World Library  
Flag as Inappropriate
Email this Article

Corrida de sortija

Article Id: WHEBN0032239668
Reproduction Date:

Title: Corrida de sortija  
Author: World Heritage Encyclopedia
Language: English
Subject: Doma menorquina, Sport in Uruguay, Sport in Argentina, List of equestrian sports, Equestrian Sports
Collection:
Publisher: World Heritage Encyclopedia
Publication
Date:
 

Corrida de sortija

Corrida de la Sortija at the Feria de Mataderos in Buenos Aires
Corrida de sortijas, oil on canvas by the Uruguayan painter Horacio Espondaburu (1855-1902), now in the Museo Histórico Nacional of Montevideo

The corrida de sortija is a traditional gaucho sport of the Rio de la Plata area of South America. This tradition is live in the town festival of Sant Joan, in the Spanish island of Menorca and in the Italian island of Sardinia (Italy)in the village of Oristano

Festival of Sant Joan. Ciutadella de Menorca

It was described by Hutchinson in 1868:[1]

"La Sortija" (the ring) is now-a-days the most frequent Gaucho sport, to be seen in Carnival and other festal times. It is played as follows. In the principal Plaza of the chief towns, and at about 5 pm, you will see placed in the centre of the main street, or principal Plaza, two upright wooden posts about ten feet high, crossed by a beam ... In the middle of this cross-beam, and underneath[,] is loosely suspended a small ring, not larger than a wedding-ring. A Gaucho, galloping at the fastest beneath this, is to bear off the ring on a bit of twig, about the calibre of an ordinary pencil, or the handle of a steel pen. Numberless are the failures, for knocking off, without retaining it on the stick, is not sufficient. But many, of course, are the successes, each of which is greeted by a "Viva!" "Viva!"
—Thomas Hutchinson, The Paraná: with incidents of the Paraguayan war, and South American recollections, from 1861-1868 E. Stanford 1868

References

  1. ^ Hutchinson, Thomas (1868). The Paraná: with incidents of the Paraguayan war, and South American recollections, from 1861-1868. London: E. Stanford. 


This article was sourced from Creative Commons Attribution-ShareAlike License; additional terms may apply. World Heritage Encyclopedia content is assembled from numerous content providers, Open Access Publishing, and in compliance with The Fair Access to Science and Technology Research Act (FASTR), Wikimedia Foundation, Inc., Public Library of Science, The Encyclopedia of Life, Open Book Publishers (OBP), PubMed, U.S. National Library of Medicine, National Center for Biotechnology Information, U.S. National Library of Medicine, National Institutes of Health (NIH), U.S. Department of Health & Human Services, and USA.gov, which sources content from all federal, state, local, tribal, and territorial government publication portals (.gov, .mil, .edu). Funding for USA.gov and content contributors is made possible from the U.S. Congress, E-Government Act of 2002.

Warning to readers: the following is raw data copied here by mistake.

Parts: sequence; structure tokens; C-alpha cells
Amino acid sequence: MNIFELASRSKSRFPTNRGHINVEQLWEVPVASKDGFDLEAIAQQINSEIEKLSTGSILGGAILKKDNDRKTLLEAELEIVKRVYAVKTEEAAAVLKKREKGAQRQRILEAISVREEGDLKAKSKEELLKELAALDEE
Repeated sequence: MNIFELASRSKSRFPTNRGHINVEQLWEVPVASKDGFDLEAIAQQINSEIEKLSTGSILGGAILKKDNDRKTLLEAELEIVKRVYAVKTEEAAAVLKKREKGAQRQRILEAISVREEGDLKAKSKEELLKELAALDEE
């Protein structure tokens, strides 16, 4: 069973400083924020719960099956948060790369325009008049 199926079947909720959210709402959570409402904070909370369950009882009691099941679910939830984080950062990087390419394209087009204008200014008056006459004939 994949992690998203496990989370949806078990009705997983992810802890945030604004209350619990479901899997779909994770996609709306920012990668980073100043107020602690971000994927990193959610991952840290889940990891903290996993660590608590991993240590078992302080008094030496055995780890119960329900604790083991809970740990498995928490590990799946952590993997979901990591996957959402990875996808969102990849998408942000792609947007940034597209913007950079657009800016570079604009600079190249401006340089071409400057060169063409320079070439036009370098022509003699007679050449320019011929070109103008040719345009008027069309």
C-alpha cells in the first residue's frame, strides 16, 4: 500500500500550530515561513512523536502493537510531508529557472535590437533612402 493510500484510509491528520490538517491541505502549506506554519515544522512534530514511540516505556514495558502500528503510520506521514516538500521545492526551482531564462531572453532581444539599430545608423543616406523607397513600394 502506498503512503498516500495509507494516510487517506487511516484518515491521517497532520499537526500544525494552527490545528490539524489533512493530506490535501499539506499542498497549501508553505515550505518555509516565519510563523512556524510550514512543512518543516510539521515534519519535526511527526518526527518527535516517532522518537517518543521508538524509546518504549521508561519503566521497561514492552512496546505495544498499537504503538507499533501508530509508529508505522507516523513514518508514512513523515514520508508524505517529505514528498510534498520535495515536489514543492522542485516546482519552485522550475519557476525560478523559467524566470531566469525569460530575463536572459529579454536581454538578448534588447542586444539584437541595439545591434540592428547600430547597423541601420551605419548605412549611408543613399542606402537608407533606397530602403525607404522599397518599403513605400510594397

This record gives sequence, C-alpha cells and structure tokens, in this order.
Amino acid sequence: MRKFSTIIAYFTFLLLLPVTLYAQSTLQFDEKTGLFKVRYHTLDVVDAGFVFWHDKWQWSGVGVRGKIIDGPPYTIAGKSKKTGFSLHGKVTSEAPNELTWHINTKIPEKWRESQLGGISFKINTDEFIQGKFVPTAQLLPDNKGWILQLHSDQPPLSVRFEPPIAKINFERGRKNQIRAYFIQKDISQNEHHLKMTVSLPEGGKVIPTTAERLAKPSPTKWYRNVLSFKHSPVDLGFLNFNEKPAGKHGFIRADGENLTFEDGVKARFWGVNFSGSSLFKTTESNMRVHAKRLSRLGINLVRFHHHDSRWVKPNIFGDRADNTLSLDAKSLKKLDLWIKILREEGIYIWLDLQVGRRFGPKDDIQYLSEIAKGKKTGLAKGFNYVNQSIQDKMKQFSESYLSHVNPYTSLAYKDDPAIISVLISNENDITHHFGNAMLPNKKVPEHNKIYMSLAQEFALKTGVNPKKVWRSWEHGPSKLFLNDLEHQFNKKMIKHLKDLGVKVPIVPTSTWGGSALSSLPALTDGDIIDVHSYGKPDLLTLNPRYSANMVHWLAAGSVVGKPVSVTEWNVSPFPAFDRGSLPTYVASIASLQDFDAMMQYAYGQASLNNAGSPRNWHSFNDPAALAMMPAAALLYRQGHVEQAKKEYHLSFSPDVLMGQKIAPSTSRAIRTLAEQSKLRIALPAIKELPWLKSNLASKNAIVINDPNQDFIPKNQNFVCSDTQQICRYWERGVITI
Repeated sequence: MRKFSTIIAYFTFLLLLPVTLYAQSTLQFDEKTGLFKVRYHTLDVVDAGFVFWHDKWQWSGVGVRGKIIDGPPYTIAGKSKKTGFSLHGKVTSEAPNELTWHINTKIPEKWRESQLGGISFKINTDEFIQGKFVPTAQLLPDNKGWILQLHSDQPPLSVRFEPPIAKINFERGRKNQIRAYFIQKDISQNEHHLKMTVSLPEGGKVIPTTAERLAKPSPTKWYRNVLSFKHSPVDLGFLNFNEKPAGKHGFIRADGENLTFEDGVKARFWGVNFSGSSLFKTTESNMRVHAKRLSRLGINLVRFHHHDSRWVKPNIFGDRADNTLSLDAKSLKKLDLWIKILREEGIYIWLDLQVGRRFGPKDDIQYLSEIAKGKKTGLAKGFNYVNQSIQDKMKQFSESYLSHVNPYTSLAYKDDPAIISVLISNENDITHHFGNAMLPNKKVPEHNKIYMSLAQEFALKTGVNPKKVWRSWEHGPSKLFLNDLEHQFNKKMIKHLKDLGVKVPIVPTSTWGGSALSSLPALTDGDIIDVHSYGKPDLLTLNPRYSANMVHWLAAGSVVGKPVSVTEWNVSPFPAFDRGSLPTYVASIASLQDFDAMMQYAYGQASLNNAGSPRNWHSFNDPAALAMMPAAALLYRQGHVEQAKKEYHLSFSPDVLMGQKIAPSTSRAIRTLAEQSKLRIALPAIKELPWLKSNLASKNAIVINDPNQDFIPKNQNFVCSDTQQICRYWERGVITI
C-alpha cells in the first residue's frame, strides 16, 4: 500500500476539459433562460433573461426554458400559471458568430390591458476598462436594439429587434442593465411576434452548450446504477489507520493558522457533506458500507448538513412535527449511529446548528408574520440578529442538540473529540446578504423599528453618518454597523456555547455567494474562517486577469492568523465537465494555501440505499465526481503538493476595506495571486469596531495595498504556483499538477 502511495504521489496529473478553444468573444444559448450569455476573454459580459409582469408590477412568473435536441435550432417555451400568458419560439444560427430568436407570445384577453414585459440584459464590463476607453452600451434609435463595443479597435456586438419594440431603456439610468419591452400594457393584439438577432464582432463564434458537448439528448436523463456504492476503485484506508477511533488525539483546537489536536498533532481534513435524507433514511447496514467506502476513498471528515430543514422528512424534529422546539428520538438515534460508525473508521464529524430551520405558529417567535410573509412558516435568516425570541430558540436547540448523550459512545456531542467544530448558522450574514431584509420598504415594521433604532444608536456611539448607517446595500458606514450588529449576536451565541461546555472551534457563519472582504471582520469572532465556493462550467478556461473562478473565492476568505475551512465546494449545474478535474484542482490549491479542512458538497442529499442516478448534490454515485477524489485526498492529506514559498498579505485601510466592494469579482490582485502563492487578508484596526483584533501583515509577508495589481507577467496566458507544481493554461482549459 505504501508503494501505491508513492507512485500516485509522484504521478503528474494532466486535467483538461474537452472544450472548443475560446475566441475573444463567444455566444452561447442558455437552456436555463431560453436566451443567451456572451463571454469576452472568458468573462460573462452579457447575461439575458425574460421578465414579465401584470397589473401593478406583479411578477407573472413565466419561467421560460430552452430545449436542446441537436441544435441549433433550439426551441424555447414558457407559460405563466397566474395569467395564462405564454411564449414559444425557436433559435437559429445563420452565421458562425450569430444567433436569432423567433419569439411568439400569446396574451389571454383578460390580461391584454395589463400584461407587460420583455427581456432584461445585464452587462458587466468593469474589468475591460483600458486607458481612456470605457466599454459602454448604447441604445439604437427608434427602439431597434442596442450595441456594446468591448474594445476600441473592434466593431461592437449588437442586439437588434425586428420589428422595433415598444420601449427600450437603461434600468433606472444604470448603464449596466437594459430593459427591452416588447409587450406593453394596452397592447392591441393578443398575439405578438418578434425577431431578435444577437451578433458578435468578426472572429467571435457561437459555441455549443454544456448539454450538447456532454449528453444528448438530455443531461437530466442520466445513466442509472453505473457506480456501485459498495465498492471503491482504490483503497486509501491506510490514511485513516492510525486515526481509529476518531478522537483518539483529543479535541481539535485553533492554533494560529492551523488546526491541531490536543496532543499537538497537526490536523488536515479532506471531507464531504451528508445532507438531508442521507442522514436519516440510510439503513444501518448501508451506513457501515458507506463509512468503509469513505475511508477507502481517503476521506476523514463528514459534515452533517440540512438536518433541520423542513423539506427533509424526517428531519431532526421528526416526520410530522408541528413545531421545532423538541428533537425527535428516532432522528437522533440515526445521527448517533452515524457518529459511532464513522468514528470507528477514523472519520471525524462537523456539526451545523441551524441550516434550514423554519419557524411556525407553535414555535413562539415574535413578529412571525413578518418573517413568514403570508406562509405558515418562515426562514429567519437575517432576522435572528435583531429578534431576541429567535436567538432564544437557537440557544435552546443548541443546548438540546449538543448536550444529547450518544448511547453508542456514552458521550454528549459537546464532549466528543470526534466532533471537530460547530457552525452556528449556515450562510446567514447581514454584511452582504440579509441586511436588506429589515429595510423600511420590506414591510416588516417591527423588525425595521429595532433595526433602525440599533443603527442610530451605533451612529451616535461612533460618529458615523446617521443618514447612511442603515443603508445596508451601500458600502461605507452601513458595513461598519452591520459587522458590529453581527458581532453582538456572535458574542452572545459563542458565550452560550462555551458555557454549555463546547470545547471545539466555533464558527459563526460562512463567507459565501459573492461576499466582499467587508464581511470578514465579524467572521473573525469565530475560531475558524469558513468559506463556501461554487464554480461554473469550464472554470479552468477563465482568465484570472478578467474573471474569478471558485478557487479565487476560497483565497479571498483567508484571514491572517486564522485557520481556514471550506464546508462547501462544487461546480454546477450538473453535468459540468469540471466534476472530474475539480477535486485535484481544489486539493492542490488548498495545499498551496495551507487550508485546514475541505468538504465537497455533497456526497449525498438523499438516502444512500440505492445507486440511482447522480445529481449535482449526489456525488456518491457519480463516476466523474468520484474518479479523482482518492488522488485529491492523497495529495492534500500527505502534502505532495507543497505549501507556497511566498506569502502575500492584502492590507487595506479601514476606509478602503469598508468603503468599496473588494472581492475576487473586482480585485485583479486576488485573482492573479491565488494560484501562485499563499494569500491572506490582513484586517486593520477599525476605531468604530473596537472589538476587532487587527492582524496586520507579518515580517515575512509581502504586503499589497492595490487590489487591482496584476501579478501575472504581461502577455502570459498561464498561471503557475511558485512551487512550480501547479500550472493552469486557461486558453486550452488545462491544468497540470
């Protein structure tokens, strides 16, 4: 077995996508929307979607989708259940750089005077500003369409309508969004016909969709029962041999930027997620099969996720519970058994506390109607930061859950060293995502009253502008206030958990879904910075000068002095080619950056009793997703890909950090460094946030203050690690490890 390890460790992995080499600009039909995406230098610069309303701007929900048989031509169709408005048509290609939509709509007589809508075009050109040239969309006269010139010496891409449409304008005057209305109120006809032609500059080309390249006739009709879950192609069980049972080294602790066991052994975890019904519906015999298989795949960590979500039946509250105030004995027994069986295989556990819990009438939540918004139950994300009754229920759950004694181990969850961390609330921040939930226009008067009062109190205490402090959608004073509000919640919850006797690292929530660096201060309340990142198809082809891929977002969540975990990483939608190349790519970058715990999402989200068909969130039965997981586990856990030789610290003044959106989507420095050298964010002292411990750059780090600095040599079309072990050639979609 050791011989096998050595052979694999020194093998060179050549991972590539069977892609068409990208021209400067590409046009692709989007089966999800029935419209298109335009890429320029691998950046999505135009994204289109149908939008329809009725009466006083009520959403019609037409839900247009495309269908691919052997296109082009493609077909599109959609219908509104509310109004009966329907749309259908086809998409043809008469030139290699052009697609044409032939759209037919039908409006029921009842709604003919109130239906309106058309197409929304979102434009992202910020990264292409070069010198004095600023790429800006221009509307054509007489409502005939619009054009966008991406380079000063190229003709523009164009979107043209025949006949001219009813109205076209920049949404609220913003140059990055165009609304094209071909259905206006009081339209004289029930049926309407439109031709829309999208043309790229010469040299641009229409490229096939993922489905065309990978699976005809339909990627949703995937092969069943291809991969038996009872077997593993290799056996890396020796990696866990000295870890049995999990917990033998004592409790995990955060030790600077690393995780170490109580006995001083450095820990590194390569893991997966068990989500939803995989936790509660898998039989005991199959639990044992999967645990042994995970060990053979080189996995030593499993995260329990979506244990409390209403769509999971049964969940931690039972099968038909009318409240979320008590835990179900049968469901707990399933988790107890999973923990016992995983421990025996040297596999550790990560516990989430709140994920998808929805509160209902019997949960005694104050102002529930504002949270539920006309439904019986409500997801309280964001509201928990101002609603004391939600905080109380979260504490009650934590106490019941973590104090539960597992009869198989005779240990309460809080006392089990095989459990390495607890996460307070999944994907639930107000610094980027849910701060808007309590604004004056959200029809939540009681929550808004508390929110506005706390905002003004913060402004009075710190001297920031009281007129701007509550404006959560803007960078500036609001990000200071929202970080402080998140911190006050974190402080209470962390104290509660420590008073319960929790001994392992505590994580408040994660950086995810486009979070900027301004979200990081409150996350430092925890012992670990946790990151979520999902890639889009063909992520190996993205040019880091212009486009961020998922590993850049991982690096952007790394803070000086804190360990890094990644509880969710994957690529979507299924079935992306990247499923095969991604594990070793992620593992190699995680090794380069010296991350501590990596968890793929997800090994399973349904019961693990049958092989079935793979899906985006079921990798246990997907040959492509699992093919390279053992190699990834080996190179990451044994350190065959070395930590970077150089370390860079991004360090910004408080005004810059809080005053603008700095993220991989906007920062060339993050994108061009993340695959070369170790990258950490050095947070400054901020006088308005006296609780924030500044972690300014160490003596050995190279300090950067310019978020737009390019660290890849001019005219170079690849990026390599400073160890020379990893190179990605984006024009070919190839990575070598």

Crowd sourced content that is contributed to World Heritage Encyclopedia is peer reviewed and edited by our editorial staff to ensure quality scholarly research articles.
 
By using this site, you agree to the Terms of Use and Privacy Policy. World Heritage Encyclopedia™ is a registered trademark of the World Public Library Association, a non-profit organization.
 


Copyright © World Library Foundation. All rights reserved. eBooks from Project Gutenberg are sponsored by the World Library Foundation,
a 501c(4) Member's Support Non-Profit Organization, and is NOT affiliated with any governmental agency or department.